CLEVELAND December 20, 2007 Researchers at the Case Western Reserve University School of Medicines Center for Global Health & Diseases published data potentially impacting the three billion people exposed to malaria every year. Brian T. Grimberg, Ph.D., Peter A. Zimmerman, Ph. D., and Christopher L. King, M.D., Ph.D. published in the December issue of Public Library of Science Medicine (PLoS Medicine), novel findings proving new antibodies inhibit infection by the Plasmodium vivax (P. vivax) malaria parasite. The research suggests a Duffy binding protein-based vaccine could provide protection against malaria blood-stage infection. This specific protein is an attractive candidate for a P. vivax vaccine, as it could decrease illness in malaria prevalent regions. For the first time, scientists from the eight partner institutions along with the Center for Global Health & Diseases, conclusively proved that invasion of human red blood cells by the malaria parasite could be prevented by these antibodies.
Unlike other types of malaria, a P. vivax infection relies solely upon the single molecular interaction between the Duffy antigen on human red blood cells and the Duffy binding protein expressed by the parasite to establish the disease. By interrupting the interaction of parasite binding to the red cell, the researchers and their colleagues around the United States and in Papua New Guinea, India, and Thailand, have the potential to eliminate P. vivax malaria. By exploiting this required interaction, the research offers a clear path toward development of a P. vivax malaria vaccine.
James W. Kazura, M.D., Director of the Center for Global Health and Diseases at Case Western Reserve University emphasized P. vivax is widely distributed throughout Asia, the South Pacific, parts of Africa, and South America. However, the importance of developing a P. vivax vaccine to the American public is underscored by the fact that this is the form of malaria most frequently transmitted in Afghanistan, Iraq, and adjoining regions where United States troops are currently stationed.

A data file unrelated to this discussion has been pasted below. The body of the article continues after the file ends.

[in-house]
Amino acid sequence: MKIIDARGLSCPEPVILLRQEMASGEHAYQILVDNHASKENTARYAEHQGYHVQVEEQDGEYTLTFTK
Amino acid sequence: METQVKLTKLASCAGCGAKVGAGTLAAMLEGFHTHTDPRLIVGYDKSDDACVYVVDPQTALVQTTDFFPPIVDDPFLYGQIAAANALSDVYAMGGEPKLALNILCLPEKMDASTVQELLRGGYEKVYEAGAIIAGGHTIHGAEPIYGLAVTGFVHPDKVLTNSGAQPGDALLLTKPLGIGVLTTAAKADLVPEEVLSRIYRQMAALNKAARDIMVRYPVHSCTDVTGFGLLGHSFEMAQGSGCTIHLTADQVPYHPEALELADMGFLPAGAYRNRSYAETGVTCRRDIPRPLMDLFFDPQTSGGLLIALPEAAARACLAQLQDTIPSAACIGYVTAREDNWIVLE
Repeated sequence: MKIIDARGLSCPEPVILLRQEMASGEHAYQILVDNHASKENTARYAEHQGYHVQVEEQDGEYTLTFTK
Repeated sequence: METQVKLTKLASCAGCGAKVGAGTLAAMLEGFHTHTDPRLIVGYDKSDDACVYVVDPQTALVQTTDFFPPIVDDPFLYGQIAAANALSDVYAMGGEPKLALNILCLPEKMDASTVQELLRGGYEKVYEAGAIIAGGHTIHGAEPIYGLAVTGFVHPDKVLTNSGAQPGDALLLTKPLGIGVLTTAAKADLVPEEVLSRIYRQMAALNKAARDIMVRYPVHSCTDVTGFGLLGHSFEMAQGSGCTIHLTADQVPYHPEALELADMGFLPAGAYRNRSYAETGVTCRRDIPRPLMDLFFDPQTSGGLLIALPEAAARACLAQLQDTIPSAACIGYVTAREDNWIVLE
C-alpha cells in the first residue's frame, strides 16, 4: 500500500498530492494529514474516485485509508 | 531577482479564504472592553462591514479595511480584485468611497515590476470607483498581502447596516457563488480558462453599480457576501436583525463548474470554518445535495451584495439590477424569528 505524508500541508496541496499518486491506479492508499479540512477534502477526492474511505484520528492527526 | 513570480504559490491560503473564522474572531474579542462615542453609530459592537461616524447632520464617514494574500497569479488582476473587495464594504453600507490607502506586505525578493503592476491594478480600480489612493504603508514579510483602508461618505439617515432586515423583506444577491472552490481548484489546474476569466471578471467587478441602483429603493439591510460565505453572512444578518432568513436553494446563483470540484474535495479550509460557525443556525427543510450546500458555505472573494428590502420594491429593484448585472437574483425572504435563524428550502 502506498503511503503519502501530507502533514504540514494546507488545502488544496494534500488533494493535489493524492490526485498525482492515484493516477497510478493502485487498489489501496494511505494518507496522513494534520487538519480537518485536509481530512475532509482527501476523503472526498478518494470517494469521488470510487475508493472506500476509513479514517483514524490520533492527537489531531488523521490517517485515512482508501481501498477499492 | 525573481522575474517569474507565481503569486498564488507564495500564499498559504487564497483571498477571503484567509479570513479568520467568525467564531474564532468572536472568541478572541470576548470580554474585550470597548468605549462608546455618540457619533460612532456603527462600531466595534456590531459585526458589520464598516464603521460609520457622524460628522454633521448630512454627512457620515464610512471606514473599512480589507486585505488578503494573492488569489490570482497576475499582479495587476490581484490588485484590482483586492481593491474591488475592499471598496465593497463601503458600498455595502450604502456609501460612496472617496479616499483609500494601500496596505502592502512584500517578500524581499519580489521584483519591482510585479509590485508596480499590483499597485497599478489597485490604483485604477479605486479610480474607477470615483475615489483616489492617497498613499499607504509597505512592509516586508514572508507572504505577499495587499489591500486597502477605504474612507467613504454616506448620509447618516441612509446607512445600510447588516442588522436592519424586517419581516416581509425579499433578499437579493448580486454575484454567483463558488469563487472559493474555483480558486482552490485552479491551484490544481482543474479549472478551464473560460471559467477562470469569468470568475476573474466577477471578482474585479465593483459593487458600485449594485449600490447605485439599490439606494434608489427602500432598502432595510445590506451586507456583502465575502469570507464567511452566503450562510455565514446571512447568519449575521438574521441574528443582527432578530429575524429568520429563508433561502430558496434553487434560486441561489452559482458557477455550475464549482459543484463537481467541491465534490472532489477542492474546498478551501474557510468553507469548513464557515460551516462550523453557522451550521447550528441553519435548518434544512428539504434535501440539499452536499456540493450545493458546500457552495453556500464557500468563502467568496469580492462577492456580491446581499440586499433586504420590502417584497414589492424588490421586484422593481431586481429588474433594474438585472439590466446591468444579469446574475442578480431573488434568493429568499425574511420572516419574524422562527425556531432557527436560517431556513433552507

For more than 50 years the Case Western Reserve School of Medicine has dedicated significant effort to the field of international health. This emphasis was initiated by the late Frederick C. Robbins, M.D., Dean of the School of Medicine from 1966 to 1980, and Nobel Laureate for discovering methods that led to development of the polio vaccine.
Malaria, deemed one of the worlds big three diseases, along with tuberculosis and HIV/AIDS, kills one million people every year. There are currently 70 million cases of P. vivax worldwide. The diseases prevalence has increased in recent years through the worldwide spread of drug resistance, which is why a vaccine is desperately needed. This Case Western Reserve University School of Medicine research is particularly encouraging because it offers one of the first feasible vaccine concepts for the most common form of malaria.
|Contact: Jessica Studeny|
Case Western Reserve University